Rising property costs may create art exodus in San Francisco. Joe Rosato Jr. reports.
Artist Frank Garvey wrestled with the controls for a mutant robot he calls Go-Boy.
“The battery’s almost dead,” Garvey said, giving the contraption a tap. Suddenly the menacing-looking robot sprung to life, lunging forward brandishing a saw blade in one hand and a knife in the other.
Inside Omni-Circus, the small performance space Garvey founded 25 years ago in San Francisco’s South of Market, a fleet of similarly creepy robots sat in repose. The robots used to perform in what Garvey called his robotic red light district. Along with Go-Boy, was a mechanical prostitute, a robot junkie and a robot warrior poet.
But these days, the former garage’s stage is a tangled clutter of robots, musical instruments and Garvey’s kinetic sculptures.
“It was an amazing installation I used to call the Sistine Chapel of hell,” Garvey said scanning the room. “But now we need to find a new place.”
Through a complicated dispute with his landlord, Garvey said Omni-Circus has been given until the end of October to clear-out of his long-time underground performance space at 550 Natoma.
Garvey, who underwent successful treatment for throat cancer last year, said he got behind on the rent and received an eviction notice. He said his attempts to negotiate with the landlord went nowhere.
With San Francisco’s recent tech boom driving up commercial and housing rents, Garvey wasn’t optimistic he could find another place willing to accommodate him and a dozen robots.
“I’ve got a lot of challenges,” said Garvey, “one of which is we’re going to have to find a new place for me to live and for the art installation to live.”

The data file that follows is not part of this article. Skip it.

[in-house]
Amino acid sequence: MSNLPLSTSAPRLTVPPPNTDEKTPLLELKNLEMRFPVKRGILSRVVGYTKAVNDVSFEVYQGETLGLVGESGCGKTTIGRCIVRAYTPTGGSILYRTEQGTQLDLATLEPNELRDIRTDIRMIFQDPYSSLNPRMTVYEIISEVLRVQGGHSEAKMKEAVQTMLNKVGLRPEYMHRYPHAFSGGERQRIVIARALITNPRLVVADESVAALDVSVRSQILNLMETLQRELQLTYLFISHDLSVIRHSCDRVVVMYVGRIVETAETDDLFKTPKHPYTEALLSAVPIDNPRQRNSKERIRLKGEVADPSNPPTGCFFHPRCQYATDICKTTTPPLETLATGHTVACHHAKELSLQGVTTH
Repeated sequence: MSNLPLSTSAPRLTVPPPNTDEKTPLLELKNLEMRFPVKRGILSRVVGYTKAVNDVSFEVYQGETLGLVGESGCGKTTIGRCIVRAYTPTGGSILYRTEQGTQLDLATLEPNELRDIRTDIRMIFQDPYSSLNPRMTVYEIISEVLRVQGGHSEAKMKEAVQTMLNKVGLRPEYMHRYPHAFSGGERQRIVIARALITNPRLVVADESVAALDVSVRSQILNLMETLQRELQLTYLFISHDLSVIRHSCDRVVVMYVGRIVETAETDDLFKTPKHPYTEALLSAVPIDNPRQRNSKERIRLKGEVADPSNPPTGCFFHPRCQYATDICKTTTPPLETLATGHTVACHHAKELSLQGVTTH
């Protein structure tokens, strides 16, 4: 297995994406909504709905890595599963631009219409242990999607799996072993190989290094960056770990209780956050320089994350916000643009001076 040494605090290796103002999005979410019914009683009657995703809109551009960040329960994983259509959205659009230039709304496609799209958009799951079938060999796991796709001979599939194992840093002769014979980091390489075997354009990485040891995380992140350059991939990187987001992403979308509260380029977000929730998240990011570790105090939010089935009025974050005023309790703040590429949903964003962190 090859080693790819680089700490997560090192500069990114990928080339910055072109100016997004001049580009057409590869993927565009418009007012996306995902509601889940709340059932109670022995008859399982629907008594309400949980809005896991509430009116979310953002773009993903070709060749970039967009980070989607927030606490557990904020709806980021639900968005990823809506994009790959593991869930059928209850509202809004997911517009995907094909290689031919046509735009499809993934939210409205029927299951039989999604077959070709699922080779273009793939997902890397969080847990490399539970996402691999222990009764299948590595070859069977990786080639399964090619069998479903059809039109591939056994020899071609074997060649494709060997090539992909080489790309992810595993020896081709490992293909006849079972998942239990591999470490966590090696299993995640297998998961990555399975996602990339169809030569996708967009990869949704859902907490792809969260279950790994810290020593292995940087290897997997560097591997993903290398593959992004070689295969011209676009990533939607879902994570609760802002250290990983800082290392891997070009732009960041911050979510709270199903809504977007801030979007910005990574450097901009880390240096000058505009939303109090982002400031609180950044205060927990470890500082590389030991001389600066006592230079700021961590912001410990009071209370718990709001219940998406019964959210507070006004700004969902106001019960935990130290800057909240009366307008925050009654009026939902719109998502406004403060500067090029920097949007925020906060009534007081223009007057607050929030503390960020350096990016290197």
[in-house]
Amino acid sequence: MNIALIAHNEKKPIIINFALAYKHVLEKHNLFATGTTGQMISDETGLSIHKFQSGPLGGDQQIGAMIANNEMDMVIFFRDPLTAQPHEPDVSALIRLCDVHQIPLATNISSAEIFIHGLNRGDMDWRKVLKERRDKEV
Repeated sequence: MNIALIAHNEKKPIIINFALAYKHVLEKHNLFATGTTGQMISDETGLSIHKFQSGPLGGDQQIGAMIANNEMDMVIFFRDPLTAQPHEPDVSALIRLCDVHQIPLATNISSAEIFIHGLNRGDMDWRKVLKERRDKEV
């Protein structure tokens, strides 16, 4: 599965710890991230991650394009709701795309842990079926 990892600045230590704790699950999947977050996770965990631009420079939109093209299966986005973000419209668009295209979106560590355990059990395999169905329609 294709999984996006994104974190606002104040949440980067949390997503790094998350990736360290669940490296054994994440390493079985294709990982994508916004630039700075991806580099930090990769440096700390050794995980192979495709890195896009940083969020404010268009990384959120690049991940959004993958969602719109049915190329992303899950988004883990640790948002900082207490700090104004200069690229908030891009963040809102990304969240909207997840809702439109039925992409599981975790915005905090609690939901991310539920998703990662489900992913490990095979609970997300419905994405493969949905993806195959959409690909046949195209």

In a way, Garvey’s dark, underground robots represent the old guard of San Francisco artists – whose startling, in-your-face, non-family friendly aesthetic drew its own legions of dark art aficionados to San Francisco. But as Garvey and other artists are once again discovering, urban progress and the arts have trouble co-existing.
“The artists certainly have been priced out of San Francisco long ago,” said Gabriel Metcalf, executive director of the urban planning group SPUR. “I worry a lot about what that means for the cultural fabric of San Francisco.”
The San Francisco Arts Commission said it’s seeing growing evidence San Francisco’s tech boom is helping to drive-off artists from the city. Tom DeCaigny, Director of the commission’s Cultural Affairs said the agency recently learned of 40 artists at one South of Market art studio being displaced by a new commercial development.
He said in response to the potential art exodus, the city is increasing its $1.9 million dollar annual cultural grants by 10 percent to try and keep artists in the city.
“This is a tragedy in the making as gentrification often is,” Garvey said. “Because the thing that is attractive about the Bay Area and specifically San Francisco…is it’s an amazing city for the art here.”
Garvey said he may eventually be forced to destroy his robots if he can’t find a place suitable for an artist and his cadre of seedy mechanical cha. Turning what Garvey calls his robotic cabaret, into a Faustian tragedy.